Fox is using all of its star-making machinery for Empire sponsor Pepsi, not only integrating the soft drink into the show, but weaving an entire commercial into a three-episode story arc.
Top-rated Empire is about the music business, and one of its characters is about to become a break-out star. In Wednesday night’s episode he got an opportunity to have one of his songs used in an ad campaign for Pepsi.
Blurring the line between content and commercial further, the creator of Empire, Lee Daniels, appears as himself in the show next week, directing the commercial.
The commercial appears as part of the storyline in what is actually a special, isolated, stand-alone pod during Empire’s Dec. 2 fall finale. The Jamal character, appearing at an award show, will announce the debut of his new ad. The ad will air and then viewers will return to the show seamlessly.
The Empire spot will become a real commercial in Pepsi’s campaign, airing during other Fox shows. (Other networks might run a version of the commercial as well after they judge whether it gives Fox and Empire too much promotion.)
The effort shows how hard networks are working to find ways to serve clients who demand more than 30-second spots for their advertising dollars in a multiplatform media world.
“It’s about innovation, it’s about breaking through. It’s about aligning great content with great brands and delivering high value and impact for our clients,” said Toby Byrne, president of ad sales for Fox Networks Group.
With the music business story line, Pepsi was a natural fit, Byrne said. “They’ve got that heritage of having superstars in their creative going back to Michael Jackson, Beyonce and Britney Spears.”
Byrne noted that the spot was a result of a careful collaboration. “It only works if it’s true to the show and we’ve worked very hard to make sure it is organic and not overly commercial,” he said. “We wanted to respect the art of Empire as well as respecting the viewer.”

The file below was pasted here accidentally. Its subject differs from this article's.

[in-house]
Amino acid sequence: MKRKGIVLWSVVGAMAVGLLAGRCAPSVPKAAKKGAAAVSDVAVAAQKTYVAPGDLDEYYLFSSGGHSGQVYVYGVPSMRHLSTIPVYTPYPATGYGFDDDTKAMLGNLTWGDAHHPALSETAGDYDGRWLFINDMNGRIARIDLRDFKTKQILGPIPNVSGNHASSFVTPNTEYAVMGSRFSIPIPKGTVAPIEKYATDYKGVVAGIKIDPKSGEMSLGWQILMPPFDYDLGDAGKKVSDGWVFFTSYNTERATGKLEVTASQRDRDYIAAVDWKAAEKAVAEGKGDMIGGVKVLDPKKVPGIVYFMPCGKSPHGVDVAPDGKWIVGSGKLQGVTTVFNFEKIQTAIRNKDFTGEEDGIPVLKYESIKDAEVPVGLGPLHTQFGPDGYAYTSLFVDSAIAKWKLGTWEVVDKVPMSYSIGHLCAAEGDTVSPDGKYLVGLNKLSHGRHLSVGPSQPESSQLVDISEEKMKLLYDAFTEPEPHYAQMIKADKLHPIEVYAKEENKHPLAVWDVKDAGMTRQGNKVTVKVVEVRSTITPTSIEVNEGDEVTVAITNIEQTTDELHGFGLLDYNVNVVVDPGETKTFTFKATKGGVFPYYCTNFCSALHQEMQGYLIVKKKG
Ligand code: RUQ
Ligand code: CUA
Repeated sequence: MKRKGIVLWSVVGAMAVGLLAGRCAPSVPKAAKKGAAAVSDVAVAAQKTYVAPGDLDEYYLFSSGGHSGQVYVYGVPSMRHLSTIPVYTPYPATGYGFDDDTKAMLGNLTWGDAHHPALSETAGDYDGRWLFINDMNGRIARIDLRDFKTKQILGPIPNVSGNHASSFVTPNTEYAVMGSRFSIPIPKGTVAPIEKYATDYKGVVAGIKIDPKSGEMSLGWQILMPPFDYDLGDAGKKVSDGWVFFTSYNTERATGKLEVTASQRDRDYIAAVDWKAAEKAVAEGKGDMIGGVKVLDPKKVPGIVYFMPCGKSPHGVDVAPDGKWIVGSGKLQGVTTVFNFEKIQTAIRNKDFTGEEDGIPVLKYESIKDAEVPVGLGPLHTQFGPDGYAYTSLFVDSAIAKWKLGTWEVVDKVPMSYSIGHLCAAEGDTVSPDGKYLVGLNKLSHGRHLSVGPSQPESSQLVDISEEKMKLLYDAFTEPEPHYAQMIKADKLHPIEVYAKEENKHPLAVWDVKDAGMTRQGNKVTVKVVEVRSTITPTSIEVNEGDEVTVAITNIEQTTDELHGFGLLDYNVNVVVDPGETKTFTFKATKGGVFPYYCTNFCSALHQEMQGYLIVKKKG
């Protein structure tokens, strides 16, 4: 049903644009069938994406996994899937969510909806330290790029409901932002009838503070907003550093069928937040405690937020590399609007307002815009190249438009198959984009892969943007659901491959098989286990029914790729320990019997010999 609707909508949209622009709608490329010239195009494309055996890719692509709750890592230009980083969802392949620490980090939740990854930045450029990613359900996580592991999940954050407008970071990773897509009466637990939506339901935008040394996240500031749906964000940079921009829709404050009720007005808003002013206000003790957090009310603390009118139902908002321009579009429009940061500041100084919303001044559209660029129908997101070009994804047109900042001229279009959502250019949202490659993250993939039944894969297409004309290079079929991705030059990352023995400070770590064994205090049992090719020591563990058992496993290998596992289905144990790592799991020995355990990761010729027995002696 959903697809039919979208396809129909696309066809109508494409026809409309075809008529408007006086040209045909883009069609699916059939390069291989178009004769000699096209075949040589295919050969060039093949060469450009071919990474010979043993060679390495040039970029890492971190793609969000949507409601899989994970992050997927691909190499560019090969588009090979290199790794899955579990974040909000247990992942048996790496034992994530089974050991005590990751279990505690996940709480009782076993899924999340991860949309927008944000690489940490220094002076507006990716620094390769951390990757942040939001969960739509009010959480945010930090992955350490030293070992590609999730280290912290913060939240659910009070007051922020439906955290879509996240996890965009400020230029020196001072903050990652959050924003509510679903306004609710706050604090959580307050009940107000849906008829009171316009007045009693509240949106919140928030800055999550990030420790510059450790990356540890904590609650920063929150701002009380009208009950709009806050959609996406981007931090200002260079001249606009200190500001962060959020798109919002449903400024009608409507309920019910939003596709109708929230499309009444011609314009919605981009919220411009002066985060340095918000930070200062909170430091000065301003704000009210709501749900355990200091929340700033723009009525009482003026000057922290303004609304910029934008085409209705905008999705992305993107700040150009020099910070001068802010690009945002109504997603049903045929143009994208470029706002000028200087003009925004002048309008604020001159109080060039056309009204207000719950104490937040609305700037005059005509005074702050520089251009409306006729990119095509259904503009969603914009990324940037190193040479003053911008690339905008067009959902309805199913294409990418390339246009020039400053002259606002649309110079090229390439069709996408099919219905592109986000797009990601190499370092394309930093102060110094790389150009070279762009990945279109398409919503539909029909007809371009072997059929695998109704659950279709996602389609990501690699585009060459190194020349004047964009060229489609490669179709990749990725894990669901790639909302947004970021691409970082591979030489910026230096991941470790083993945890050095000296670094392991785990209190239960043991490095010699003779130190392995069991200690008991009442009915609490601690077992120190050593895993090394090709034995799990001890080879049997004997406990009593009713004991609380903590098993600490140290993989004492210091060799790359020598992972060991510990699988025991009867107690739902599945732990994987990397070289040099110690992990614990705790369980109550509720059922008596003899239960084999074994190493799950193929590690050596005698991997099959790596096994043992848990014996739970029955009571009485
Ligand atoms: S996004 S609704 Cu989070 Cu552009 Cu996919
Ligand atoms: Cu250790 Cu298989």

Byrne declined to say how much Pepsi spent on its sponsorship. “I think it’s going to deliver value for them and for us,” he said.
James Murdoch, CEO of Fox parent 21st Century Fox, has been outspoken about the need for the TV advertising business to innovate. The network has been presenting Empire with limited commercials, which might have contributed to its popularity.
“We believe that commercial advertising business is going to continue to evolve and any way we can deliver more impact with potentially less interruption will be a win-win for consumers and advertisers,” he said.
On Wednesday’s episode of Empire, the character Jamal Lyon, played by Jussie Smollett, is about to burst into music stardom. Pepsi invites him to compete to be part of their campaign. He writes songs separately with rivals Cookie and Lucious, and then combines them to create the tune that he performs to win the gig.
Next Wednesday, Daniels directs Jamal as he rehearses for the commercial during the episode. Daniels is also the director of the real-life Pepsi commercial.
On Dec. 2, Jamal appears at a fictitious American Sound Awards event and unveils his Pepsi commercial, which will mark its public debut.
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